For some, capitalism is synonymous with the notion of shareholder value. But for others, the stakeholder holds greater sway and that concept extends beyond just those directly linked to a particular company to the community in which it operates.
At INSEAD’s Leadership Summit Asia last month, a panel session on new and evolving forms of capitalism quickly shifted to the topic of corporate social responsibility (CSR) and the notion of companies doing well by giving back to the community.
“How do we really make growth not just competitive growth but responsible growth?” said Harish Manwani, Unilever’s President of Asia, Africa, Central and Eastern Europe. “How do we make consumption sustainable? How do we make businesses responsible? That, to my mind, is the true north of organisations that is very much going to decide the future of whether you are going to go for the next 100 years or not.”
CSR is certainly not new and some corporations appear to have embraced it, at least in theory. Walmart, for instance, has hosted events like its Sustainability Summit and Sustainable Packaging Expo, in addition to publishing an annual sustainability report. McDonald’s has similar initiatives, with a sustainable supply chain and healthier menu choices. The Body Shop has built its entire brand and business around ethically responsible practices.
Brands must have a social mission, said Manwani. “When you are in the business of fast moving consumer goods, we believe that the best leverage we can provide in terms of making that little bit of difference in society is the fact that billions of consumers use our brands,” he said in an interview with INSEAD Knowledge on the sidelines of the Leadership Summit. With Lifebuoy, one of Unilever’s best selling brands, he explained the company’s partnership with several non-governmental organisations and health organisations to educate the poor of the need to wash hands in order to mitigate the risks of disease. “In the end, we sell a soap,” he said. “But that soap has a social mission.”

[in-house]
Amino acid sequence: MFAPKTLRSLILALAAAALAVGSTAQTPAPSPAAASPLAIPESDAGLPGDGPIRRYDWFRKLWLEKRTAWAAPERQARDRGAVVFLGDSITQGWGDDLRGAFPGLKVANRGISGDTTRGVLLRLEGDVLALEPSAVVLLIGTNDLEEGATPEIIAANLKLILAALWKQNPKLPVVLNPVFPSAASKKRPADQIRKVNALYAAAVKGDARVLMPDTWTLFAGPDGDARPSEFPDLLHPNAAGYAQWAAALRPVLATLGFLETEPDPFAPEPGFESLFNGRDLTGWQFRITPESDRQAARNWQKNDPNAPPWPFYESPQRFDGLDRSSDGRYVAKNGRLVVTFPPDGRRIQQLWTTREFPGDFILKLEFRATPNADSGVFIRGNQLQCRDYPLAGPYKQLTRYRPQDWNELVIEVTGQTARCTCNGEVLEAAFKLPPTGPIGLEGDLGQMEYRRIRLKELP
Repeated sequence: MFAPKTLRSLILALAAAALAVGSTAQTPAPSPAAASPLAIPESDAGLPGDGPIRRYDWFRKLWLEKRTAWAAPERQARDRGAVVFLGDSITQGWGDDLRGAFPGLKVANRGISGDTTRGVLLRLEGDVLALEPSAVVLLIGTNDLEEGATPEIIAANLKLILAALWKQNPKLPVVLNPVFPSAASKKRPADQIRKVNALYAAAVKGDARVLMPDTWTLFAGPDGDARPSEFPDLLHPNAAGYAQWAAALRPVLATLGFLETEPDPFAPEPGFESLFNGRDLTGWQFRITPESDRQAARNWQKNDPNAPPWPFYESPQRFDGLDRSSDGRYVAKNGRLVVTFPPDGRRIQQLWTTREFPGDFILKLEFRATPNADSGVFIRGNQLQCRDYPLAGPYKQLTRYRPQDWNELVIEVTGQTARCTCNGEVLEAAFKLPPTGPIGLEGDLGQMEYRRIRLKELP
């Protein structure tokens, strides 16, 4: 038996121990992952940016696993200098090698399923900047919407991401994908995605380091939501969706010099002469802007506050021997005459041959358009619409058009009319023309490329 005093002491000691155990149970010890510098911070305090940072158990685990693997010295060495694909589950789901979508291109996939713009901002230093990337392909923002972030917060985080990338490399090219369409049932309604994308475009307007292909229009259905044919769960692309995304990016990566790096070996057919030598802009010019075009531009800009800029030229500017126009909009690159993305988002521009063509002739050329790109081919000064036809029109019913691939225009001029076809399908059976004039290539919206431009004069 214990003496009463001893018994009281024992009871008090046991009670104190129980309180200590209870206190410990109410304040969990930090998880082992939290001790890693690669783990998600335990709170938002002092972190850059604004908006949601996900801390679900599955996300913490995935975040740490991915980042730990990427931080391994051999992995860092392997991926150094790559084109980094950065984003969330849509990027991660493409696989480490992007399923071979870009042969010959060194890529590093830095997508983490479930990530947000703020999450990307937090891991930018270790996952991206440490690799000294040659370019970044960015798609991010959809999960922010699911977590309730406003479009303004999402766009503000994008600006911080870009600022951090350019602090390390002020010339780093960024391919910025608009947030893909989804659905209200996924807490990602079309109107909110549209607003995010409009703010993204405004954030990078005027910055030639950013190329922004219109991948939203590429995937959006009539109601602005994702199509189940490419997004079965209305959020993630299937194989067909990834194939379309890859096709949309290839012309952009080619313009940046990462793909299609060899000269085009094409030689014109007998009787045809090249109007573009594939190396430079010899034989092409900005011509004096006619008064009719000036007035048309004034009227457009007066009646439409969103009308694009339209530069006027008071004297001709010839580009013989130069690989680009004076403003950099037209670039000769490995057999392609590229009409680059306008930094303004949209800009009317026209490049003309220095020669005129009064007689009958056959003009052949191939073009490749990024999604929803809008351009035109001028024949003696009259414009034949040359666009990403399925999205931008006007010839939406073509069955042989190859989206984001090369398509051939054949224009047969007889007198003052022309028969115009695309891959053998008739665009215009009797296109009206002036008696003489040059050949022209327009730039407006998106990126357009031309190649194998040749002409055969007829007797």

“CSR is becoming a bigger agenda but it troubles me how companies look at CSR,” said Anil K. Gupta, INSEAD Chaired Professor in Strategy, who also took part in the panel discusssion. At the basic level or ‘CSR 1.0’, as he termed it, companies leverage their financial capital by charitable contributions. At the next level or ‘CSR 2.0’, they leverage their human capital and encourage employees to take time off to work in the community. However CSR can be truly meaningful only in ‘CSR 3.0’ when companies reflect on their organisational capital, core competencies, the whole value chain and analyse how those can be leveraged, said Gupta. “At that point, CSR is not a peripheral thing,” said Gupta. “When it’s your whole value chain being directed and channeled toward CSR, that is when you embrace it.”
But if CSR continues to hold sway, what advice would the panellists have for students seeking jobs and companies that integrate social values and sustainable practices? “It’s all about organisational culture and behaviours,” said Manwani. “People want to have the same values in the office as they do at home.”
For all its benefits, both tangible and intangible, CSR efforts still come at a cost, particularly to shareholders and analysts seeking short-term returns.
“We believe that doing well by doing good is a business model that allows us to grow our business sustainably and profitably,” said Manwani. “At the end of the day, you’ve got to ask yourself, what are the drivers of value in an organisation? Ultimately value has to be sustainable. It has to be longer term. We believe the best value comes out of giving our consumers what they are looking for and catering to the communities in which we live.”
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[This article is republished courtesy of INSEAD Knowledge
http://knowledge.insead.edu, the portal to the latest business insights and views of The Business School of the World. Copyright INSEAD 2023]